The Great Bull

11 October 2020 By PDSNET

We have often stressed the importance of understanding the long-term context within which the share market is moving. It is very difficult to see what is likely to happen in the future unless you go back in history and study how we arrived at this point. In this context, it is important to understand that, these days, the major markets of the world generally move together – and they all follow Wall Street. Therefore, we can focus our attention on the S&P500 index because ultimately, London, Tokyo, the European markets and the JSE have and will follow what happens there.

On 13th March 2020 when the pandemic was just beginning to impact markets we published an article in which we suggested that the rapid downward trend in markets, and especially the S&P, would almost certainly be “short and sharp” and we described it as a “V-bottom” and therefore a buying opportunityClick here for article:"Bear Trend ?"  Now, with the advantage of hindsight, we can see that is exactly what happened.

And that was not our first prediction about where the S&P would go. Back on 25th November 2016, when the S&P was just above 2200 we published an article in which we gave the results of a point and figure (P&F) analysis of the 2-year sideways market between about October 2014 and November 2016. Click here for article: "Upside Target" This analysis revealed that, having broken clearly up out of that sideways market, the horizontal count suggested that the S&P would rise to at least 3027.

In our experience, horizontal counts are usually at least 70% accurate – except that they usually tend to under-estimate the final target. Consider the chart:

S&P500 Index: December 2008-to date (09 October 2020) Chart by ShareFriend Pro.

Here you can see the S&P500 index going back to December 2008 when we were in the thick of the sub-prime crisis. On the extreme left-hand side, you can see that the market bottomed on 6th March 2009 at an index level of 676. The sideways market referred to above came six years later and you can see where that article was published at an index level of just over 2200 on 25th November 2016.

The S&P500 went on to reach that target by the end of October 2019 - and then exceed it by a wide margin (which is normal with horizontal counts), reaching an all-time record high of 3580 on 2nd September 2020.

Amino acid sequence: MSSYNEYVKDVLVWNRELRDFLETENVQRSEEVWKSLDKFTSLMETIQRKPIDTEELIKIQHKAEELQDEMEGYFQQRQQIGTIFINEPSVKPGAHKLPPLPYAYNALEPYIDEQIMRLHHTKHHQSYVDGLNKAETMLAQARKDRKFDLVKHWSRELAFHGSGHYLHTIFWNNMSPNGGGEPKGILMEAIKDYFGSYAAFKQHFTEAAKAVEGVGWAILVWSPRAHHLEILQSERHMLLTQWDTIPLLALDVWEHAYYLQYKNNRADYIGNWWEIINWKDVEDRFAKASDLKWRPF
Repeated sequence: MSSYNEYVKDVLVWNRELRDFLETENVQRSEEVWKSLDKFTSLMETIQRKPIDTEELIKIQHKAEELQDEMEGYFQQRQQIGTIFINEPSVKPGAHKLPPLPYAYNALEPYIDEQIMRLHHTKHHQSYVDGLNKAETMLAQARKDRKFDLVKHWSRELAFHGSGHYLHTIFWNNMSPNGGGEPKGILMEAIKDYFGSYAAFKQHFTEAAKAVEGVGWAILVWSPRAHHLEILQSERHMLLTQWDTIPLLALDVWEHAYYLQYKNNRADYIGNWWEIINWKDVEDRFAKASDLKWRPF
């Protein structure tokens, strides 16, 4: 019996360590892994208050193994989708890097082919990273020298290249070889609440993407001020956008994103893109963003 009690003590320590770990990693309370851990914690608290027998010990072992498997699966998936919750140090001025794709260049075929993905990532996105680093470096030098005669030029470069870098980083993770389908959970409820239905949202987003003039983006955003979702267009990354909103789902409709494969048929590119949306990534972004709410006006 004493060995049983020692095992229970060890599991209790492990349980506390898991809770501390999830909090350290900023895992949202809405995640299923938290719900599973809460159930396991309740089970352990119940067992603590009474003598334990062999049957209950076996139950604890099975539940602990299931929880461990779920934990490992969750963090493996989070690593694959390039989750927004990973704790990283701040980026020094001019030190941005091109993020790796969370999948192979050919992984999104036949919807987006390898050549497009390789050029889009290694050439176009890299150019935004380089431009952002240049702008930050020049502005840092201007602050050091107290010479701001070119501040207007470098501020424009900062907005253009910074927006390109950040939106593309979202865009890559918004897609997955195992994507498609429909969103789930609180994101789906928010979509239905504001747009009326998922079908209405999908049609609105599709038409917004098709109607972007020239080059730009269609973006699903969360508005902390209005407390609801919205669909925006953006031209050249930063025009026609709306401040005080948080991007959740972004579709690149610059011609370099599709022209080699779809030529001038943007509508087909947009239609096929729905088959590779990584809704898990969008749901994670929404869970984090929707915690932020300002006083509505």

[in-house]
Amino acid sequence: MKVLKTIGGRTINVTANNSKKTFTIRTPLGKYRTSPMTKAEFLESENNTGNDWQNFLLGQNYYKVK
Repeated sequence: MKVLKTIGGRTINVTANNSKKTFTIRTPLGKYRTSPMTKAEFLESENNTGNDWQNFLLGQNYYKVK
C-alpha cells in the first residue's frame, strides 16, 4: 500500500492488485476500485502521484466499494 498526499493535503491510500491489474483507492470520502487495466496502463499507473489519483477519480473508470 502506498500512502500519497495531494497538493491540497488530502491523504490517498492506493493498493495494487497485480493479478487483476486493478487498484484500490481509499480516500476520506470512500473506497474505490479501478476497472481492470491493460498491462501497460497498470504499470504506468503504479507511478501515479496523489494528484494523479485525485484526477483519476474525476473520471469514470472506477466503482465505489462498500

In the middle of all that we have had the corona pandemic which created a massive V-bottom. We always believed that to be an aberration from a technical point of view because its origin did not lie in the economy, but rather in the impact of a completely unrelated “black swan” event. For that reason, we believe that the V-bottom should be ignored for the purposes of analysis – it was not a true bear market. We have always taken the position that the great bull trend that began in March 2009 would continue unabated as soon as the pandemic was effectively behind us – and that is exactly what has happened.

Now, if we examine the events of the last two-and-a half months (i.e. after the V-bottom was completed on 20th July 2020) we can see that the S&P moved rapidly up, making a series of new record highs until 2nd September 2020 – by which time some sort of correction was probably over-due. Trump gave the markets the perfect excuse to cool off when he re-ignited the trade war with China and then there was fear of a 2nd wave of the pandemic which took the market down in a classic correction of 9,3%. That correction now appears to be over and the S&P is gaining ground rapidly. We confidently predict a new all-time record high within the next few weeks.

And this, of course, means that, as a private investor, you should hold on to whatever positions you have in high-quality blue chip shares, and look to expand those positions where quality is cheap (as it is, for example, in the South African banking sector).


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